Another notable change in recent years is the advancement of technology and the impact this has had, especially in terms of delivery, marketing and customer reviews. People talk about life here in terms of ‘pre-app’ and ‘post-app’ and this change is perhaps no more apparent than in the food and beverage sector, especially when ordering out and giving feedback on your dining experiences.
Gone are the days when ordering a food delivery meant finding a phone number, calling the restaurant, repeating your order, explaining how to find your house down various hems and hoping the delivery guy turned up while the food was still hot. It’s now done simply and quickly on your phone.
This advancement has had a tremendous affect on existing restaurants, able to increase their sales to a wider market. It has also opened up new market opportunities for ghost restaurants, offering their services without the overhead costs of a bricks and mortar location or waitstaff, and allowing for experimentation with different concepts without the otherwise huge risks of failure.
Noelle highlighted the huge effects that social media and online review sites, most notably TripAdvisor, have had on the industry, especially the impact on consumer decision making. While restaurants have been able to use social media sites such as Facebook and Instagram to their advantage, reaching a wide audience with ease and low cost, there are downsides to this development too and they don’t necessarily put bums on seats.
TripAdvisor can be like a popularity contest, explained Scott Marquis, former owner of Scott & Binh’s (2010), and current owner of Scott & Jeremy’s (2016) and La Fiesta (2014), which can play havoc with the effort and hard work as owners strive to make their business a success. This opinion was reiterated by Erwann who explained that just one bad review can cause tremendous problems and potentially ruin a reputation.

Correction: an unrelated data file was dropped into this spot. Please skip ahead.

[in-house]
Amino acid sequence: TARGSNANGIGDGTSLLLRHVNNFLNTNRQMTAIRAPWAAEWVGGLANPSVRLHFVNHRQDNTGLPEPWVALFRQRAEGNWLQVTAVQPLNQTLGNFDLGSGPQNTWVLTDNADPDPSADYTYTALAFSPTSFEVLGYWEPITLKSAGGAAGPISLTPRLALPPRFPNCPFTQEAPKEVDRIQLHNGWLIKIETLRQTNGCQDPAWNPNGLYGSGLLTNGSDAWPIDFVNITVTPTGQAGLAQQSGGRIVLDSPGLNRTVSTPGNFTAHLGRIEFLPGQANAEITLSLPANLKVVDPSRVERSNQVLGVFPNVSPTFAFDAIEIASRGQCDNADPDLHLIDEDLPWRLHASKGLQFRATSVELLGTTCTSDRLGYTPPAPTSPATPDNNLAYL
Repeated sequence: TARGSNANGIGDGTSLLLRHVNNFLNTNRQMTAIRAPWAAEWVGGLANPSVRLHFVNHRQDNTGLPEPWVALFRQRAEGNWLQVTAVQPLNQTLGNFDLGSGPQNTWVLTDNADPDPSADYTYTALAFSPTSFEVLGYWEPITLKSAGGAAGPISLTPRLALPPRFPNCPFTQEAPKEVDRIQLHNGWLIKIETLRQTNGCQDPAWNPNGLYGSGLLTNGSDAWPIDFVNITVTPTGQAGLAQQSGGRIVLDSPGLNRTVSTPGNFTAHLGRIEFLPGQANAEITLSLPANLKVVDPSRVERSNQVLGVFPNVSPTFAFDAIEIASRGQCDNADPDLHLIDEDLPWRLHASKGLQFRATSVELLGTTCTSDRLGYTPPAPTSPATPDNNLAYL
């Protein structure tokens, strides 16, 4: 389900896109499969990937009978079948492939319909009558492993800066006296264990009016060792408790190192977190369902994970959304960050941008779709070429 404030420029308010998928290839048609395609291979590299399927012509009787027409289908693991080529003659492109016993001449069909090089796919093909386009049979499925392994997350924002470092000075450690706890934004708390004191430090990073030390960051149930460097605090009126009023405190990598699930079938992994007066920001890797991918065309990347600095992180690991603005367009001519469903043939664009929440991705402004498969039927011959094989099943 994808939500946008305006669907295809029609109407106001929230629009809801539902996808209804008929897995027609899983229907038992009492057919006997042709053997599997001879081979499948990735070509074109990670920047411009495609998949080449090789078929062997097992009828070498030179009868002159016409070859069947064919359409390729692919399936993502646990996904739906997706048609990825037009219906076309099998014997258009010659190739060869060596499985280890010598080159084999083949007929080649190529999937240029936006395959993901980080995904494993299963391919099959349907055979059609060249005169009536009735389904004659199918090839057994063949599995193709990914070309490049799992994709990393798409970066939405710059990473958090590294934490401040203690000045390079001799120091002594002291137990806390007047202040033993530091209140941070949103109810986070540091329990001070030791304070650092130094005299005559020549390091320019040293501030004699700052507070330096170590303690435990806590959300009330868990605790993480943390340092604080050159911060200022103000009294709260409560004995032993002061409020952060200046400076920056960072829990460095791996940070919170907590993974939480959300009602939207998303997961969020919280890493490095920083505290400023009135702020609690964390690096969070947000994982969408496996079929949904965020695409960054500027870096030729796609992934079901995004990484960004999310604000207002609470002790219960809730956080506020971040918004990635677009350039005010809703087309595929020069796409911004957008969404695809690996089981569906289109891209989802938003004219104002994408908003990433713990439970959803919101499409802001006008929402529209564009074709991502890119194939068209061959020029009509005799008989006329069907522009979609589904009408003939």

Yet while there have been fundamental changes in the way the F&B sector operates, accompanied by an increased competitiveness of the market, it seems that those who have survived the test of time are following the same approach now as they did when they first started. Their advice is simple, and while not guaranteeing success, is certainly something to reflect on.
Follow your passion
Calvin Bui, former owner of Pop Fries (2013) and current owner of Sanchos Beer & Mexican Kitchen (2016) sums it up simply as “you gotta have passion.” Consider your options seriously and ask yourself if this is really what you love to do, he said.
If you’re in it simply for the money, once the romanticised honeymoon period is over and the going gets tough, you’ll find yourself struggling to pull through, advises Tristan.
Consistency in what you do is equally important, according to Scott and Erwann. The meal you serve today should be the same standard as the one you serve in six months’ time, which can be a challenge if you have a high staff turnover. Build a team and take care of it, recommends Scott, and make sure you have the right partnerships in place advises Erwann.
Move around, talk to staff and choose your concept carefully was the consensus.
According to Noelle, 10 years ago, there were an about 900 restaurants in the HCMC, today there are more than 3,000 and the market size hasn’t developed at the same speed. Avoid saturated areas like Thao Dien and look for new opportunity advised both Erwann and Noelle.
Use technology advancements to your advantage and look at your data. “Know what happening, what’s selling and what’s not selling, test, test, test and keep to your budget,” recommends Calvin.
Spend your investment money wisely in the places needed, don’t spend extravagantly on interior decor if you’re opening a simple cafe, and remember, the kitchen is important even though it’s often not visible at front of house.
Establish your regular clientele, know what they want and keep it personal, but be aware that sometimes a restaurant has a short shelf-life and it’s time to change it up and get people interested again, warns Scott.
Don’t open until you’re ready as the first impression you show customers is the one that counts Erwann advised, and if all else fails, Noelle suggests a move to Myanmar.